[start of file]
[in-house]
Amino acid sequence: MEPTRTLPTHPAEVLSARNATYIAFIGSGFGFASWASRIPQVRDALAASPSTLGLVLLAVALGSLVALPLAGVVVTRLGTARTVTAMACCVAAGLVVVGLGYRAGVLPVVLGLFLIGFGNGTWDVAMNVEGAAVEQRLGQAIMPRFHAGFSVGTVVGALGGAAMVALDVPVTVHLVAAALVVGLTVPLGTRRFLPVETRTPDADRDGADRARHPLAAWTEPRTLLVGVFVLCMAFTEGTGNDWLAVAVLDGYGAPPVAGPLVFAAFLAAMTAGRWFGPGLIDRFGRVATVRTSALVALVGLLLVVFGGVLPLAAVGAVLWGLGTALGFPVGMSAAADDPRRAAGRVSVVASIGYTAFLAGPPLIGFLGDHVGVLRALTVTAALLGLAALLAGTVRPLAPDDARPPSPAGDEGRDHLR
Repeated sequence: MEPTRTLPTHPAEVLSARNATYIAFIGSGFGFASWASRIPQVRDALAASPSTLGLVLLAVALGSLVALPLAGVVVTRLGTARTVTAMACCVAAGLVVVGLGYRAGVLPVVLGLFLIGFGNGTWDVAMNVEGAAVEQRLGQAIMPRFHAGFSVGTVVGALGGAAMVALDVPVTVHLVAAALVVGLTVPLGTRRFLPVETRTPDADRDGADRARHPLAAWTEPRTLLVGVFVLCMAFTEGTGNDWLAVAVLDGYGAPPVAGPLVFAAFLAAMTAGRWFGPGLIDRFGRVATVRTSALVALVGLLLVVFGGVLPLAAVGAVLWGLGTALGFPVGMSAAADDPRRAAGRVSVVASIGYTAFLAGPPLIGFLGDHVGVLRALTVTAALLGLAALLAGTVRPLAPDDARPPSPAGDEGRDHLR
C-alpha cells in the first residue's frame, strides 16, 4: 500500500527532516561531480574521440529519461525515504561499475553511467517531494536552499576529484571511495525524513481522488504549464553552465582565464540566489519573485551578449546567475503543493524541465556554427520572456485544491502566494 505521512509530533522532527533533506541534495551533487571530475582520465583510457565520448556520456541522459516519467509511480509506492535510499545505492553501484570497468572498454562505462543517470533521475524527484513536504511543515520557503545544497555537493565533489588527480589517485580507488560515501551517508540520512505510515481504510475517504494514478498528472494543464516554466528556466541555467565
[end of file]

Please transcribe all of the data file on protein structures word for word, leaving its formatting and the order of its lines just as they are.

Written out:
[in-house]
Amino acid sequence: MEPTRTLPTHPAEVLSARNATYIAFIGSGFGFASWASRIPQVRDALAASPSTLGLVLLAVALGSLVALPLAGVVVTRLGTARTVTAMACCVAAGLVVVGLGYRAGVLPVVLGLFLIGFGNGTWDVAMNVEGAAVEQRLGQAIMPRFHAGFSVGTVVGALGGAAMVALDVPVTVHLVAAALVVGLTVPLGTRRFLPVETRTPDADRDGADRARHPLAAWTEPRTLLVGVFVLCMAFTEGTGNDWLAVAVLDGYGAPPVAGPLVFAAFLAAMTAGRWFGPGLIDRFGRVATVRTSALVALVGLLLVVFGGVLPLAAVGAVLWGLGTALGFPVGMSAAADDPRRAAGRVSVVASIGYTAFLAGPPLIGFLGDHVGVLRALTVTAALLGLAALLAGTVRPLAPDDARPPSPAGDEGRDHLR
Repeated sequence: MEPTRTLPTHPAEVLSARNATYIAFIGSGFGFASWASRIPQVRDALAASPSTLGLVLLAVALGSLVALPLAGVVVTRLGTARTVTAMACCVAAGLVVVGLGYRAGVLPVVLGLFLIGFGNGTWDVAMNVEGAAVEQRLGQAIMPRFHAGFSVGTVVGALGGAAMVALDVPVTVHLVAAALVVGLTVPLGTRRFLPVETRTPDADRDGADRARHPLAAWTEPRTLLVGVFVLCMAFTEGTGNDWLAVAVLDGYGAPPVAGPLVFAAFLAAMTAGRWFGPGLIDRFGRVATVRTSALVALVGLLLVVFGGVLPLAAVGAVLWGLGTALGFPVGMSAAADDPRRAAGRVSVVASIGYTAFLAGPPLIGFLGDHVGVLRALTVTAALLGLAALLAGTVRPLAPDDARPPSPAGDEGRDHLR
C-alpha cells in the first residue's frame, strides 16, 4: 500500500527532516561531480574521440529519461525515504561499475553511467517531494536552499576529484571511495525524513481522488504549464553552465582565464540566489519573485551578449546567475503543493524541465556554427520572456485544491502566494 505521512509530533522532527533533506541534495551533487571530475582520465583510457565520448556520456541522459516519467509511480509506492535510499545505492553501484570497468572498454562505462543517470533521475524527484513536504511543515520557503545544497555537493565533489588527480589517485580507488560515501551517508540520512505510515481504510475517504494514478498528472494543464516554466528556466541555467565